Richard Ritenbaugh posits that the thesis of the books of Chronicles is that, if one follows the terms of God's Covenant, blessings will accrue, and that, if one does not, curses will ensue. God sternly warned ancient Israel never to make covenants with th. . .
Charles Whitaker, reflecting on a childhood desire of becoming invisible as well as porous, enabling him to get away with all kinds of things without consequences, explains how he was dispossessed of this notion by a wise grandmother. God's invisibility is. . .
Even though we live in a world deluged by knowledge—after all, our day is known as the "Information Age"—we often rely heavily on our preconceived ideas about many things. ...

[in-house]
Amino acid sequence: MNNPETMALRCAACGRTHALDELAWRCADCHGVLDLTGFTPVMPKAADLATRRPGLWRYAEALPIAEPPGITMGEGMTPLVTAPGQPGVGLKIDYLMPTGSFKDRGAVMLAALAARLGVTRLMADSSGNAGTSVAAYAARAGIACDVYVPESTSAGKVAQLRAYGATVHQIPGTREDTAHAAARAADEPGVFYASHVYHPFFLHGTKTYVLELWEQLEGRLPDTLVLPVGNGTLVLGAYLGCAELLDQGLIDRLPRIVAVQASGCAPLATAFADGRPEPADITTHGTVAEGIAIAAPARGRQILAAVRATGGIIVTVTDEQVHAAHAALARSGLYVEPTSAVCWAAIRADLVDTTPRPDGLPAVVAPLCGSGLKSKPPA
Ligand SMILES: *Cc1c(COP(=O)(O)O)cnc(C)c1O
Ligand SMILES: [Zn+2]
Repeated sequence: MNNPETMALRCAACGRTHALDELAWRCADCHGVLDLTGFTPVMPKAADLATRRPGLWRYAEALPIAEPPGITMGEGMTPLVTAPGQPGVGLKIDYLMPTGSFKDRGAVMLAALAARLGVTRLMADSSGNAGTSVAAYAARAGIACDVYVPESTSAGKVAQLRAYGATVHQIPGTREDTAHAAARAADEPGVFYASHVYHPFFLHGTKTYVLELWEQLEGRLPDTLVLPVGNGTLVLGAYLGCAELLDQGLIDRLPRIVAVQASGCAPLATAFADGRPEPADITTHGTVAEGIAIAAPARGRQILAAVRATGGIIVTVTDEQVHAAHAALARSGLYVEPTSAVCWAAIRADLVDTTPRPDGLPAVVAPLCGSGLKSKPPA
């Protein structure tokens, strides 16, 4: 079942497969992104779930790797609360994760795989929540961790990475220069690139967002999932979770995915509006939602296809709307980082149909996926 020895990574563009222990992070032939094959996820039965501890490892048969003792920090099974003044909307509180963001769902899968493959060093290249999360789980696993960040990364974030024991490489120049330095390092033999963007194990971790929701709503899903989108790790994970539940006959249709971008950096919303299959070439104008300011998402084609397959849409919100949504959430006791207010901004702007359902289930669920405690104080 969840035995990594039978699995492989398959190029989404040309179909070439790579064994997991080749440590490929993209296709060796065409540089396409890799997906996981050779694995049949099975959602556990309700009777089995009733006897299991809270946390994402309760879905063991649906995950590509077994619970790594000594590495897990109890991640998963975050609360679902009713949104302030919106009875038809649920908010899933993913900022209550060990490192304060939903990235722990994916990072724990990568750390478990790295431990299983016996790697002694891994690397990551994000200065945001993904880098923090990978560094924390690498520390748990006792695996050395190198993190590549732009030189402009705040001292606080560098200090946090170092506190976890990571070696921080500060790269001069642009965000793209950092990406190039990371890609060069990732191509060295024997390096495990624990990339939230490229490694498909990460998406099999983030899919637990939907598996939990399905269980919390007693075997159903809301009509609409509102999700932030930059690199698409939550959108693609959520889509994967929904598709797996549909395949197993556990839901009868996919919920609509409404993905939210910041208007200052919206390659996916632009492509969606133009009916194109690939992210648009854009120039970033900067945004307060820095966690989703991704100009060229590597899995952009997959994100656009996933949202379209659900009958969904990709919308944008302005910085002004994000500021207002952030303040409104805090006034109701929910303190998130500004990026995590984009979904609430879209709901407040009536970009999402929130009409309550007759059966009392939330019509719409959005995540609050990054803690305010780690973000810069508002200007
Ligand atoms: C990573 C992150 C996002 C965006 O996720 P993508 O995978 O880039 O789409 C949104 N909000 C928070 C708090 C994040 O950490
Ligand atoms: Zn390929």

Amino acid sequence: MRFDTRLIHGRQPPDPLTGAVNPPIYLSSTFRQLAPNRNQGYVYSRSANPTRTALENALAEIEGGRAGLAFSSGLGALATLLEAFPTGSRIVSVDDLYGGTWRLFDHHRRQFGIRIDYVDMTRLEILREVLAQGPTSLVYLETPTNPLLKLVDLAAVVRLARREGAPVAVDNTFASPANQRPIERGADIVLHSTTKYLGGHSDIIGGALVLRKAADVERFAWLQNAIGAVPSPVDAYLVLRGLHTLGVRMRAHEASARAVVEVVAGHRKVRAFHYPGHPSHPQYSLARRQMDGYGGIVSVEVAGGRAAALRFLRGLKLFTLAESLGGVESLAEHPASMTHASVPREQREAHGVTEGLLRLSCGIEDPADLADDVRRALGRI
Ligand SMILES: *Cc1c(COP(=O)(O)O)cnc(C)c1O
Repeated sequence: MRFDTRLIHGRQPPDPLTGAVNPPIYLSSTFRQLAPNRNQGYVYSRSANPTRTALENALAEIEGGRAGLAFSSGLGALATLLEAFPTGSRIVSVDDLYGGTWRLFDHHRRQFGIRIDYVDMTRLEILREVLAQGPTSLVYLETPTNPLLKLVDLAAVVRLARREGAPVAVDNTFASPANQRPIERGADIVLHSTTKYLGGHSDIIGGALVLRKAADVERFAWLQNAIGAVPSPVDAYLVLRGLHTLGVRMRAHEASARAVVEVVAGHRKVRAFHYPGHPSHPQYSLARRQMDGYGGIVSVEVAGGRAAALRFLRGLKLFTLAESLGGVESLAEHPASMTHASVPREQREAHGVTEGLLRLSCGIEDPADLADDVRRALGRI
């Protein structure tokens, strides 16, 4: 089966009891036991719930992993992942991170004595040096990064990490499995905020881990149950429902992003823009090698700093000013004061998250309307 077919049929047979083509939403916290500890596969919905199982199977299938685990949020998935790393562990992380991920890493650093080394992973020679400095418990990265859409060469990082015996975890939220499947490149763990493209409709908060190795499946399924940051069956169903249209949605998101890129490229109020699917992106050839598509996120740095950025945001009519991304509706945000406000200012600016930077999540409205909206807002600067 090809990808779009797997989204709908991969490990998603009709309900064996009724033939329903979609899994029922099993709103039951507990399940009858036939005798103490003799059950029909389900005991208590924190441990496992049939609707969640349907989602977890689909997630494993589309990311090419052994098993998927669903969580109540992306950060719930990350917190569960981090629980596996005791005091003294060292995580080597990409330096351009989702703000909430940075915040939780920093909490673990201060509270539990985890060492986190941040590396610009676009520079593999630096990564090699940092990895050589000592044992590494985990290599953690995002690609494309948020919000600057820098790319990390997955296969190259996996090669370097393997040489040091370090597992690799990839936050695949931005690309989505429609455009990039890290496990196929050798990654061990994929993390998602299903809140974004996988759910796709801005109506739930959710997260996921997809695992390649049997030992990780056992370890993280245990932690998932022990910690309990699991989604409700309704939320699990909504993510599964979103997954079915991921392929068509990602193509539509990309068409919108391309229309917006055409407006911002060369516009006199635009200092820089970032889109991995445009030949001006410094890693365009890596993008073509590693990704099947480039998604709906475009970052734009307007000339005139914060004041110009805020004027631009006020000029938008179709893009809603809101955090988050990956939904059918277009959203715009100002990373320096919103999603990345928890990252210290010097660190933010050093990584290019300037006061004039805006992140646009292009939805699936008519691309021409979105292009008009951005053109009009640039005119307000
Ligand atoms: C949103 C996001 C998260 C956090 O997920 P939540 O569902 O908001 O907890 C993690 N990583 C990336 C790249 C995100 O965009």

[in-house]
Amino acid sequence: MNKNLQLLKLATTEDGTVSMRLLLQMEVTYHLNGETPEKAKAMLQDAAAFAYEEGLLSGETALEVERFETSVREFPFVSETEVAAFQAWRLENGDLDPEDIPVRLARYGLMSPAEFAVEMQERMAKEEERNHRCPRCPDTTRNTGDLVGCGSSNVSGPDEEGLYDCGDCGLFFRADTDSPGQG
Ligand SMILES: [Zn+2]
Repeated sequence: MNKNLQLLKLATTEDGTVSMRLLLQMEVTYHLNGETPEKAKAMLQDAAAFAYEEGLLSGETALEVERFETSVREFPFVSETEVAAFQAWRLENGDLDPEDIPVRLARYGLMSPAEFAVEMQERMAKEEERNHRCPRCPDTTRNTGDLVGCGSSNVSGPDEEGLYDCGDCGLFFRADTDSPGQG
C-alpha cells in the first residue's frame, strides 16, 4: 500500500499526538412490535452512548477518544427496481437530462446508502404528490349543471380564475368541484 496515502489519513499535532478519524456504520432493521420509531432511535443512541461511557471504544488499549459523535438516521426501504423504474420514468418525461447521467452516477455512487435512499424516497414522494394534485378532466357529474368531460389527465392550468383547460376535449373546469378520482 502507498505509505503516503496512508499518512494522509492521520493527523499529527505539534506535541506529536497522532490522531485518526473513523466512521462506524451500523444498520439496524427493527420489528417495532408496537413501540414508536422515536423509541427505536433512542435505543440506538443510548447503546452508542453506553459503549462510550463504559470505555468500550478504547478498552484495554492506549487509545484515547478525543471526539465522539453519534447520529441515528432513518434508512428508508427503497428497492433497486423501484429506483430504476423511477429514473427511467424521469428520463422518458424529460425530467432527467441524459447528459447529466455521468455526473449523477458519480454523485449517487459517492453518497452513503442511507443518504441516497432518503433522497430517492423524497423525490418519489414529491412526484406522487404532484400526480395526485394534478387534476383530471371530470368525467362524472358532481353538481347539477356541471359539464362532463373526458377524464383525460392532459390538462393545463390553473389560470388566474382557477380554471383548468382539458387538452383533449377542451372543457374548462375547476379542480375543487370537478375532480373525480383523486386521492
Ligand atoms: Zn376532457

The spirit in man is initially good, but capable of being influenced by the spirit of this world, and surcharged with Satan's negative attitudes.
Taking issue with misguided notions of the primitiveness of Abraham, John Ritenbaugh contends that the patriarch was an extremely learned man, a product of a highly advanced civilization. Far from being "an ignorant donkey caravaneer," Abraham wa. . .
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